Media Release – 22 December 2011

Leading NGOs Join Forces in Calling for a National Children’s Commissioner

Nearly 40 of Australia’s leading national children and youth support organisations are today celebrating the release of an NGO Positions Paper on the role and functions of a National Children’s Commissioner.

The Australian Youth Affairs Coalition’s Executive Director, Andrew Cummings, said “the Positions Paper is the culmination of several months of discussion between leading children’s and youth organisations. The high level of support and consensus in the sector demonstrates the strongly held view that Australia needs a National Children’s Commissioner, as has long been voiced by the huge number of organisations in Australia working with children and young people.

The paper is the result of a Roundtable of Non-Government Organisations that was initially convened in September 2011, co-hosted by AYAC and the Australian Human Rights Commission. The paper was officially submitted to the Federal Government this week, in response to a joint discussion paper by FACHSIA and the Attorney General’s Department.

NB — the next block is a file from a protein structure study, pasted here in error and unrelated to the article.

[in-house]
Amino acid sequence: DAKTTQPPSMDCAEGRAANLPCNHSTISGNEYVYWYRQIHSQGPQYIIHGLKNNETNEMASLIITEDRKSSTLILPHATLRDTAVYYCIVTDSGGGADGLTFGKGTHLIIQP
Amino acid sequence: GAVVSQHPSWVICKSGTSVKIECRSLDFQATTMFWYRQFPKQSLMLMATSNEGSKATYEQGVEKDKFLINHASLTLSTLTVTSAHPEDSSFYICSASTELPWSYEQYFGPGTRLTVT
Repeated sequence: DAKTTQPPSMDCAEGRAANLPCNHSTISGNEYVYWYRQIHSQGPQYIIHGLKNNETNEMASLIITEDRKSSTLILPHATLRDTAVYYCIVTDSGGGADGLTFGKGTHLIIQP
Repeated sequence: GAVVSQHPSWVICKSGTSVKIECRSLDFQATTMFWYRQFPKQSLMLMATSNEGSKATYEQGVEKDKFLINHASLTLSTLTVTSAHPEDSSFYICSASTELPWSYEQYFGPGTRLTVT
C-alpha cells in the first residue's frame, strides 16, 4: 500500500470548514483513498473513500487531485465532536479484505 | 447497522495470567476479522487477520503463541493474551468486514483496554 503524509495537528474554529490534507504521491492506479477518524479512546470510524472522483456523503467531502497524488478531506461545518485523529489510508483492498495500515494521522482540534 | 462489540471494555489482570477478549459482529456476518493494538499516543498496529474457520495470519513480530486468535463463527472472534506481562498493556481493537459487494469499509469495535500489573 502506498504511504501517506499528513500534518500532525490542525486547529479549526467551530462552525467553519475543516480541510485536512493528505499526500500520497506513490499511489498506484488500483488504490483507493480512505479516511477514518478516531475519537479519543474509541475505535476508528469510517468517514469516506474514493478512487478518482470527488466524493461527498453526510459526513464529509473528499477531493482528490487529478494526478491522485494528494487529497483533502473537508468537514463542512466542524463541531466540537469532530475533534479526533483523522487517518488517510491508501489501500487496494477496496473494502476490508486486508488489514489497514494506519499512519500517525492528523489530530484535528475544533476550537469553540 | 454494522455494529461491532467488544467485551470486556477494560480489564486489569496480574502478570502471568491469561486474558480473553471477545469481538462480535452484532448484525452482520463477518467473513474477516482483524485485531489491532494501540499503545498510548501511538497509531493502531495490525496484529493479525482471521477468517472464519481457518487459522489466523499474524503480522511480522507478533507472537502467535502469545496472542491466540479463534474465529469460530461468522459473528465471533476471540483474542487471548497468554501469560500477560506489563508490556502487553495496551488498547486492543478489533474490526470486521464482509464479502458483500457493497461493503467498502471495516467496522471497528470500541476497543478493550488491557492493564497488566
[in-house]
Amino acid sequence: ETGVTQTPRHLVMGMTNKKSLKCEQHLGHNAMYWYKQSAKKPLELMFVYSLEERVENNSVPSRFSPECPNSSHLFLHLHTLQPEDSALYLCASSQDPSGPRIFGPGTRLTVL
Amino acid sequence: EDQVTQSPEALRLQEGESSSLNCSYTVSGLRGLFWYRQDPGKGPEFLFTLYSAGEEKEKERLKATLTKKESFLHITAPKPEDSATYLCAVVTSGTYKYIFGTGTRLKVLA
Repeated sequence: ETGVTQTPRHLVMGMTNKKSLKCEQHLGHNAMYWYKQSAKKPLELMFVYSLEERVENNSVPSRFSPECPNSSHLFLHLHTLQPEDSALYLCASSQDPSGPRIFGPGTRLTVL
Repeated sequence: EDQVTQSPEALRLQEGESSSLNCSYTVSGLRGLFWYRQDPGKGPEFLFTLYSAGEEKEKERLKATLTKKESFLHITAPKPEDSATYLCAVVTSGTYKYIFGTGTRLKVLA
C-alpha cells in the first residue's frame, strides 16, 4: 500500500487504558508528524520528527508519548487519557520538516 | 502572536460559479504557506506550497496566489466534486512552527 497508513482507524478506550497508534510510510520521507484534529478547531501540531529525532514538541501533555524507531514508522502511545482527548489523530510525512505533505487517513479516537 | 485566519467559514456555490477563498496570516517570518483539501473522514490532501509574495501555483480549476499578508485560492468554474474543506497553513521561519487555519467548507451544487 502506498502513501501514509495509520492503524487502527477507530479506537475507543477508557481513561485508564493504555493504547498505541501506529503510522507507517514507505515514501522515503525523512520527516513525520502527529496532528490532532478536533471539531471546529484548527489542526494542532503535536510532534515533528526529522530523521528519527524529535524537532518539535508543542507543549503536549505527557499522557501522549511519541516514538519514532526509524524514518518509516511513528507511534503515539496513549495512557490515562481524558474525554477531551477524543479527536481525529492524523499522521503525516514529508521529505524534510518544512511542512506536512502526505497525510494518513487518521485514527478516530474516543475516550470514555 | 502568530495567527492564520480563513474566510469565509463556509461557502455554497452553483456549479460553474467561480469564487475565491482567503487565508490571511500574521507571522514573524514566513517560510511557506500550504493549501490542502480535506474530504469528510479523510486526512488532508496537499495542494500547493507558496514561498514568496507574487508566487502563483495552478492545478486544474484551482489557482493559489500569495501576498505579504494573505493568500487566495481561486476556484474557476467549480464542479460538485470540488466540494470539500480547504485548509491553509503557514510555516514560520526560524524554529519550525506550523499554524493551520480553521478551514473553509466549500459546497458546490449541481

AYAC, Save the Children and UNICEF are among the many organisations that developed and endorsed the Positions Paper. Together they congratulate the Federal Government for the discussion paper, as a sign of the growing support and recognition of the need for a Children’s Commissioner within Government.

“We look forward to working with the government in planning the next steps towards establishing the office of a National Children’s Commissioner”, Mr Cummings said.

To view the Positions Paper, please go to:

To dowload the media release, click here (PDF – 3mb)

Listen to Andrew Cummings speaking with SBS by clicking click here

For further comment, please contact:

Andrew Cummings, AYAC Executive Director:

(p) (02) 9212 0500  (m) 0435 146 979  (e)


Tim O’Connor, UNICEF Director Advocacy and Communications:

(p) (02) 8917 3247      (m) 0435 206 273     (e)


James McDougall, Save the Children Director, Advocacy

(p) (03) 9938 2090 (m) 0419 243 179